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Here is my data type:

using System;

namespace UI 
{
    public class AddressType
    {
        public byte ID { get; set; }
        public string Name { get; set; }
    } 
}

Here is my collection:

using System.Collections.ObjectModel;

namespace UI
{
    public class AddressTypes : ObservableCollection<AddressType>
    {
    }
}
Here is my XAML from my UserControl.Resources section of my page:

<local:AddressTypes x:Name="AddressTypesList">

    <local:AddressType ID="0" Name="Select"/>
    <local:AddressType ID="1" Name="Office"/>
    <local:AddressType ID="2" Name="Shipping"/>
    <local:AddressType ID="3" Name="Warehouse"/>
    <local:AddressType ID="4" Name="Home"/>
    <local:AddressType ID="5" Name="Foreign"/>

</local:AddressTypes>

When I try to assign a value in XAML to the ID property, I get a AG_E_PARSER_BAD_PROPERTY_VALUE [Line: 10 Position: 35] error. If I change the data type of the ID property to int, all is well. Doesn't Silverlight support the byte data type?

share|improve this question
    
Based on your experiments, I'd say no. –  Jeff Yates Jul 30 '09 at 19:25
    
It's an interesting question, but I think it's pretty academic. I'd just use an int (or a value converter) if possible. I deleted my answer because it's not answering the question you asked, so no point sucking up the downvotes. –  Jon Galloway Jul 30 '09 at 21:06

2 Answers 2

up vote 3 down vote accepted

Specifying byte values using the attribute syntax does not appear to work. However, it is possible to specify byte values using the property element syntax. Add the the following xmlns declaration:

xmlns:sys="clr-namespace:System;assembly=mscorlib"

The you should be able to specify the byte properties like so:

<local:AddressType Name="Select">
  <local:AddressType.ID>
    <sys:Byte>0</sys:Byte>
  </local:AddressType.ID>
</local:AddressType>

This is kind of messy though, so what you can do is implement a custom type converter, and mark up your property with an attribute to use that type converter.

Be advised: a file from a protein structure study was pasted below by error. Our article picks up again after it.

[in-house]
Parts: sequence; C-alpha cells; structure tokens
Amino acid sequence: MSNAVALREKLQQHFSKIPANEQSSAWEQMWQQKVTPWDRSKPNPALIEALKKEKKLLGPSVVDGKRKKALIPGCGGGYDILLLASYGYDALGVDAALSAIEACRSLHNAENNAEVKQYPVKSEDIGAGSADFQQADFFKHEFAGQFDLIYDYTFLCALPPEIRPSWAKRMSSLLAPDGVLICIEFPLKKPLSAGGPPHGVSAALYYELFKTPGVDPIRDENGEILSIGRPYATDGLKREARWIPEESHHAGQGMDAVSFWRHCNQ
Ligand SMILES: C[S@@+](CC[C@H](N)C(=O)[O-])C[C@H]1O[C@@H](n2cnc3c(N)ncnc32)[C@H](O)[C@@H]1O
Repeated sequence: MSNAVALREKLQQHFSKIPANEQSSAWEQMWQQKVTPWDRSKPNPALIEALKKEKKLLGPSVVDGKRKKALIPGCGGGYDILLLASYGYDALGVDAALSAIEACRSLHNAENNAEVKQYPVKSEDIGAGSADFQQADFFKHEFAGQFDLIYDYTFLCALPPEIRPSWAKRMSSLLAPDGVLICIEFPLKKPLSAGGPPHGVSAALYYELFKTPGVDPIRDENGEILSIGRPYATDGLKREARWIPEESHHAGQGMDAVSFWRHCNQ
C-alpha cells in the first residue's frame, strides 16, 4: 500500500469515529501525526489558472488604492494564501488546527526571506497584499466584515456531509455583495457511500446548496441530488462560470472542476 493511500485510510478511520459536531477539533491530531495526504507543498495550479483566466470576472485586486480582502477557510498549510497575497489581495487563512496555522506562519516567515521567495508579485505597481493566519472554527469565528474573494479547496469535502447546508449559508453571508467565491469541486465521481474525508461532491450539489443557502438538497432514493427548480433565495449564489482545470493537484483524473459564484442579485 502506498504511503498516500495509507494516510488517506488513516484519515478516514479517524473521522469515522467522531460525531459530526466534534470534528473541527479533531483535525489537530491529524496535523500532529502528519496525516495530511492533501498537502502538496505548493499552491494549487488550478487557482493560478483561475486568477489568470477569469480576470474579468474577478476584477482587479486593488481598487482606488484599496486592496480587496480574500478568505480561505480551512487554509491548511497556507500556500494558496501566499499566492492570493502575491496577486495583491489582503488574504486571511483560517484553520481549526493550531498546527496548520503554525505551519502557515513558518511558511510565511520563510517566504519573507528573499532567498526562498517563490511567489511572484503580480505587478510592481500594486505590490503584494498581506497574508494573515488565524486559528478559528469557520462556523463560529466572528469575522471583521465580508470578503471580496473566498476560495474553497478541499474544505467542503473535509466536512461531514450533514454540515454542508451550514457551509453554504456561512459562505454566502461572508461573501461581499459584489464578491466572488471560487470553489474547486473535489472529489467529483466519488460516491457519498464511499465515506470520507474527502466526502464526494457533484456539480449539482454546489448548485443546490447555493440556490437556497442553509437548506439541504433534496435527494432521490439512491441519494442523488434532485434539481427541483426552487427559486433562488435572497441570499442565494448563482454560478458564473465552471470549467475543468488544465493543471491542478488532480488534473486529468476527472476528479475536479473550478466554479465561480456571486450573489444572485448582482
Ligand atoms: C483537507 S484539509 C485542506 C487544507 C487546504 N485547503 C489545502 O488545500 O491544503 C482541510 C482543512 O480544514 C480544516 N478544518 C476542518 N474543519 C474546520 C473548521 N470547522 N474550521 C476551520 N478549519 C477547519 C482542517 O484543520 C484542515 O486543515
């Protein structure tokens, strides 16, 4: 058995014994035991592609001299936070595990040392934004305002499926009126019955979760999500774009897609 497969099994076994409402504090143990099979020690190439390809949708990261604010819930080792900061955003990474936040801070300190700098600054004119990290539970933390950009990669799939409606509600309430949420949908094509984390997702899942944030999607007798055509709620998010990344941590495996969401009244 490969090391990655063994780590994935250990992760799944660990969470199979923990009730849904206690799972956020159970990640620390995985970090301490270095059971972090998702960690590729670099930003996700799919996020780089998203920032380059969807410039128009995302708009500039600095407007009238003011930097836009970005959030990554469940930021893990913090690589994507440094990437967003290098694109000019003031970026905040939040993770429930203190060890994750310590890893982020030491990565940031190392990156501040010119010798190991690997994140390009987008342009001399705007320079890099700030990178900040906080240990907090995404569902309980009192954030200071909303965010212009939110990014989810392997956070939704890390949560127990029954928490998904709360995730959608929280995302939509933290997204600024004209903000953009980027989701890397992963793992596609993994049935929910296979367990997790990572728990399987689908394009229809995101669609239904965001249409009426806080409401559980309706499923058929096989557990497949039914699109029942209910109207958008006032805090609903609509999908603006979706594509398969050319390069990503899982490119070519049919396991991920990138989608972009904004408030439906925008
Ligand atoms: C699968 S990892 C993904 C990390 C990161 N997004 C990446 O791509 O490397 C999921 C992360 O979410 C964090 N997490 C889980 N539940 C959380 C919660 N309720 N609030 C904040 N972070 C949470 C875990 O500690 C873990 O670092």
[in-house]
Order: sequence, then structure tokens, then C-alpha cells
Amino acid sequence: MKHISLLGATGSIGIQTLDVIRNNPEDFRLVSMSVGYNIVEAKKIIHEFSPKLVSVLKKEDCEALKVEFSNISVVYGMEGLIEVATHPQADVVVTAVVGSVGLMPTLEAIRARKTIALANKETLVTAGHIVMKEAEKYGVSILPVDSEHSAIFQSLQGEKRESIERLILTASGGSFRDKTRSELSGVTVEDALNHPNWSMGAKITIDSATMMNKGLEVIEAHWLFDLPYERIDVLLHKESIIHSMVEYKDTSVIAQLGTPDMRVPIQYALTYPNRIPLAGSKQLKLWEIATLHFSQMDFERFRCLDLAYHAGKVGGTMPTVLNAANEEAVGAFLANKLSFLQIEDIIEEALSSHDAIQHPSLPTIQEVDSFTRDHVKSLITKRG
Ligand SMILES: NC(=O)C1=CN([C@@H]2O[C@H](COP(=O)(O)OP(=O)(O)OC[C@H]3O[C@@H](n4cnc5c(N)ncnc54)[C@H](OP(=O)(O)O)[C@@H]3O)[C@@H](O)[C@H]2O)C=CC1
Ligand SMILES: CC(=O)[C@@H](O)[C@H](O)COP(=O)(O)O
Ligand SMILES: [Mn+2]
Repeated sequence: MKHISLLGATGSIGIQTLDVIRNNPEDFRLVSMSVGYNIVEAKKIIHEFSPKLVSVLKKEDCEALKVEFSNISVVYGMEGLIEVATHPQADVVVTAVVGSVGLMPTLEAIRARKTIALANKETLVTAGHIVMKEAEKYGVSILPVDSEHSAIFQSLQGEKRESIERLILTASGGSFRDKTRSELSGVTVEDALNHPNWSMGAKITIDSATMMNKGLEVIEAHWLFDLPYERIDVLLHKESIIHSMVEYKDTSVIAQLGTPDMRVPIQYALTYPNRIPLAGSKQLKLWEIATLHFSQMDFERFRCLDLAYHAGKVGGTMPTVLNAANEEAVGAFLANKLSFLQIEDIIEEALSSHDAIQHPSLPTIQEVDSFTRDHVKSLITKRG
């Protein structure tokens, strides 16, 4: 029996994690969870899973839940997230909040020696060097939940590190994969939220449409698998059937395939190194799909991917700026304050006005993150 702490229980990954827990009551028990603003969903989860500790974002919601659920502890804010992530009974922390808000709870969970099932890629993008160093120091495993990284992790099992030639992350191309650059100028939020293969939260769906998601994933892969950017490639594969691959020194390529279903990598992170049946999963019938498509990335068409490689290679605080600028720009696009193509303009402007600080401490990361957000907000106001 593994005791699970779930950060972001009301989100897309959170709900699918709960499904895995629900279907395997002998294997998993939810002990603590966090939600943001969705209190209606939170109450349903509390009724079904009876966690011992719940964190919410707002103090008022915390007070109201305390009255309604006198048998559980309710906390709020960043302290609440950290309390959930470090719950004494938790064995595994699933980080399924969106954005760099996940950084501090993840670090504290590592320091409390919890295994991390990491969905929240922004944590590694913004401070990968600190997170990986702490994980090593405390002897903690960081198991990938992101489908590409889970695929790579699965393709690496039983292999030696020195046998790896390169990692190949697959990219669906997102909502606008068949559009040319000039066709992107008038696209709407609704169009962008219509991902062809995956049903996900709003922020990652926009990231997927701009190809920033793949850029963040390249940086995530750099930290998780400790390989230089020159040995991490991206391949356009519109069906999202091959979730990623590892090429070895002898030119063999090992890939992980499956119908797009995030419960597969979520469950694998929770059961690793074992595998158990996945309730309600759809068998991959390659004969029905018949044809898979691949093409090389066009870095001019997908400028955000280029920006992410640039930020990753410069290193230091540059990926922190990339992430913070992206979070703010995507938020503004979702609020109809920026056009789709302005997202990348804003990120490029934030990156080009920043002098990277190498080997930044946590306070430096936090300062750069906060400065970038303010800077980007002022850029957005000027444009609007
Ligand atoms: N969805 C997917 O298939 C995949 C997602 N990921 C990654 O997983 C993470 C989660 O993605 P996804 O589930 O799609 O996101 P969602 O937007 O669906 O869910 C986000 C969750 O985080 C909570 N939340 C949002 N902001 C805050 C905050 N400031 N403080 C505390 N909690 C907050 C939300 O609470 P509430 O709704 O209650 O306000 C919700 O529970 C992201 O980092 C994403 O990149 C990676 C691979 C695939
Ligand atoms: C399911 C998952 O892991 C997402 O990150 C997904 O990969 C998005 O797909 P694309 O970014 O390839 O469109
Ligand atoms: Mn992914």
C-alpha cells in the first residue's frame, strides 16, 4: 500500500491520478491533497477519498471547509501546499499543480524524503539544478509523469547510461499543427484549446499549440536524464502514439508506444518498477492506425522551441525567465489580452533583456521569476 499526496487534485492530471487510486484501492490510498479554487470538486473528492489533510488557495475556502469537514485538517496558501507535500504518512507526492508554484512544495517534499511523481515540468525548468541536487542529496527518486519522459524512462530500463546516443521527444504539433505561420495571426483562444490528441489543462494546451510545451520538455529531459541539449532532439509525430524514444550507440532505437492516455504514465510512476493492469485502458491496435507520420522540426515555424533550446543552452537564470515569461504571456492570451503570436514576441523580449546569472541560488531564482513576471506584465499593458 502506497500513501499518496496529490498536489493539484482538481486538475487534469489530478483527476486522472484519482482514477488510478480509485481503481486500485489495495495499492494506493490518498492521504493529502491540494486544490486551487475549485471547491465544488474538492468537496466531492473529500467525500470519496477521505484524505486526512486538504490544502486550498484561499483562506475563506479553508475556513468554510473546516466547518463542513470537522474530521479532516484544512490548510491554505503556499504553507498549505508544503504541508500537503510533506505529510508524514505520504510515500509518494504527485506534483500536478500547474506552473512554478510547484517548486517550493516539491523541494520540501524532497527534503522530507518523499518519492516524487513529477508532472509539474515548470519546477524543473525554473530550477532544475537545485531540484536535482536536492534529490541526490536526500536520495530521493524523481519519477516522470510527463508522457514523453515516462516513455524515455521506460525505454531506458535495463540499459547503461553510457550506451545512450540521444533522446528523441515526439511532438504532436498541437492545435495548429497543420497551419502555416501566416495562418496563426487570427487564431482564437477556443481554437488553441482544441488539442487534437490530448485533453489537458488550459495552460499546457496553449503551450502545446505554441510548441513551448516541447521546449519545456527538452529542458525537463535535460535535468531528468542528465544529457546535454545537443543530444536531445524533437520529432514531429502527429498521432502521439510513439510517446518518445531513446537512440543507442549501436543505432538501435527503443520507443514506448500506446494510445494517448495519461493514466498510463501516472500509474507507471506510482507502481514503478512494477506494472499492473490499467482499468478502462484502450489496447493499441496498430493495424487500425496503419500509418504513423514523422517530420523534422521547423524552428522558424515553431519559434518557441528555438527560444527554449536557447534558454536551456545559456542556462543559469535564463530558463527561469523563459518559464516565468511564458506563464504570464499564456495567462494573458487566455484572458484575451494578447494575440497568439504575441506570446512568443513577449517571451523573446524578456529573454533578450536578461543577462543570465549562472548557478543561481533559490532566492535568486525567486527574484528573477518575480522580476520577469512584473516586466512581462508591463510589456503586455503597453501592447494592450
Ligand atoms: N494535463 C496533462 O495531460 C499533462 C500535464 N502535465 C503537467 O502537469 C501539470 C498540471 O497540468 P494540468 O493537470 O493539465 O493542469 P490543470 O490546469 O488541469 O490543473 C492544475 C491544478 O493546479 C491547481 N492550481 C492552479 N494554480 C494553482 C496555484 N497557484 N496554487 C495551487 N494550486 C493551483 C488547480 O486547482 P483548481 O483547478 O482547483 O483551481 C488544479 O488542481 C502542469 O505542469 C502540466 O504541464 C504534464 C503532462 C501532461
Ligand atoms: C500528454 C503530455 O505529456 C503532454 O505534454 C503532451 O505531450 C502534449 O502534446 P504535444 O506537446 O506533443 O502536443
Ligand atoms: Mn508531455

The TypeConverter should look something like:

public class ByteTypeConverter : TypeConverter
{
    public override bool CanConvertFrom(ITypeDescriptorContext context, Type sourceType)
    {
        return sourceType == typeof(string);
    }

    public override object ConvertFrom(ITypeDescriptorContext context, System.Globalization.CultureInfo culture, object value)
    {
        if (value is string)
        {
            return Byte.Parse(value as string);
        }
        else
        {
            return base.ConvertFrom(context, culture, value);
        }
    }
}

And you then want to modify your class so that the property points to this type converter:

public class AddressType
{
    [TypeConverter(typeof(ByteTypeConverter))]
    public byte ID { get; set; }
    public string Name { get; set; }
}

Now you should be able to use the regular property attribute syntax:

<local:AddressType ID="0" Name="Select"/>
share|improve this answer

I would imagine that in order to save space in the downloadable runtime, the XAML parser only supports integers for numbers in XAML, hence the behavior you are seeing. In order for the XAML parser to know how to parse the XAML it would need to understand the code that takes the input first - it may be that it doesn't actually take this into account and therefore always parses using something like int.Parse.

In case the parser does support bytes but not in this way, you could test it by specifying the ID using hex notation or setting the property using element notation rather than attribute as in:

<local:AddressType Name="Select">
  <ID>0x00</ID>
</local:AddressType>
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